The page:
There is no office to call when someone just gives you the creeps, and no ethical way to deny them an education just because of a bad feeling. In short: teachers and counselors do what they can to “identify” students who may be a risk to themselves or others. Most times, we’re pretty good at it, and we might help a little. Other times, there’s nothing we can put our fingers on. In the wake of tragedies like Sandy Hook, a chorus of critics ask, “Why didn’t someone do something?” The answer is often, “They did.” But it happened anyway.
So, it turns out, it’s the guns. But I’m getting ahead of myself.
As a teacher, I also feel like I know Noah Pozner, and Madeline Hsu, and Charlotte Bacon and seventeen other first graders. In other words, I’m not only the one who is supposed to ferret out the trouble before it starts, but also the one to stop it when it does -- to execute lockdown drills, and should the worst come to pass, throw my body between the gunman and my charges. I like to think that I could do this. I’m humbled that so many did, and grieve that so many died anyway.
But wait! Surely this is proof that teachers still don’t do enough. Surely, they should be allowed to carry guns. Because a kid on a suicide mission with a 30 round magazine could be stopped by the knowledge that someone in the building may or may not be nearby and may or may not be carrying a weapon that s/he may or may not be able to reach for in time. And a class or two spent shooting at paper targets may or may not prepare him/her to act with lightning reflexes and accuracy before the Bushmaster is discharged into his/her face.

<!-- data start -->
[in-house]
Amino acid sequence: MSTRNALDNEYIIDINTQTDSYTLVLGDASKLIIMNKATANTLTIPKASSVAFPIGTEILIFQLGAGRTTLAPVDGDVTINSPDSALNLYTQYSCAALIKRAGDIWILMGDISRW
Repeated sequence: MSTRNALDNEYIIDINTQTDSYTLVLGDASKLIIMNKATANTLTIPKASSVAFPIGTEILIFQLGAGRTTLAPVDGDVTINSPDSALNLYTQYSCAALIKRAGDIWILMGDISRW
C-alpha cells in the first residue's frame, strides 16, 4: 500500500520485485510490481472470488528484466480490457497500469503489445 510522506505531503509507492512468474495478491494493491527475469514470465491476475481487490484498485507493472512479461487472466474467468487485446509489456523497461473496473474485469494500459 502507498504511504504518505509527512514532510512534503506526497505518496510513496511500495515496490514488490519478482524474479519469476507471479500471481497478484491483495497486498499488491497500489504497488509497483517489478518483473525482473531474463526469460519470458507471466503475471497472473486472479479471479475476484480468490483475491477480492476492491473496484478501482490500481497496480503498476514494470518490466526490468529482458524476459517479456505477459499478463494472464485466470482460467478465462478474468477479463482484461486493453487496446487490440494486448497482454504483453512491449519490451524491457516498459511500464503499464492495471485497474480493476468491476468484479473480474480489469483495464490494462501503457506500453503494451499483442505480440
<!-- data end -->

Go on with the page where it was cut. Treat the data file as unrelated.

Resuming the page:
Arming teachers is counter to everything I know as an educator, both viscerally and intellectually. The best learning, especially at the primary and secondary levels, takes place in an atmosphere of trust and respect, in places where students feel physically and emotionally safe. It doesn’t make kids feel safe to know that there are more guns, even when they are in the hands of the good guys. No, it makes them worry about the bad guys, and causes them to live in a state of heightened anxiety.
Some of them already live in households or neighborhoods where they are constantly threatened and suffer learning problems because of it. Gun advocates will say that the kids wouldn't have to know their trusted teachers and principals were armed, but at least one argument I’ve read in the last week actually held that teachers should be able to carry weapons as long as they were not concealed. I can’t keep up.
I’ve heard many protest that gun safe zones are easy targets -- that kids who go to school in them are “sitting ducks.” Tell that to the people who went to see "Batman" on a Friday night or happened to be doing their grocery shopping on a Saturday morning in Tucson. We are all sitting ducks when guns are in virtually unlimited supply. Both Colorado and Arizona have concealed carry laws. Those shooters did not appear to be cowed by the knowledge that someone with a holstered handgun might get to them first.
I don’t fancy myself immune to the dangers of my profession (which are, in truth, minimal), but I refuse to be a part of the culture of paranoia and fear that pervades discussions about safety in the wake of tragedy.
Part of the collective grieving and healing process is establishing causality, both as a way to protect ourselves from bodily harm and from the nearly unbearable psychic vulnerability that such tragedies expose. It is too awful to think that such things simply cannot be prevented. Parents, psychologists, and teachers play a role, because we all know Adam Lanza. But if, despite all of our best efforts, someone is bent on killing and is willing to die in pursuit of that goal, there may be nothing we can do to stop them if they have easy, legal access to semiautomatic assault rifles and thirty round magazines and hollowpoint bullets. We must make it more difficult. My job is hard enough already, thanks.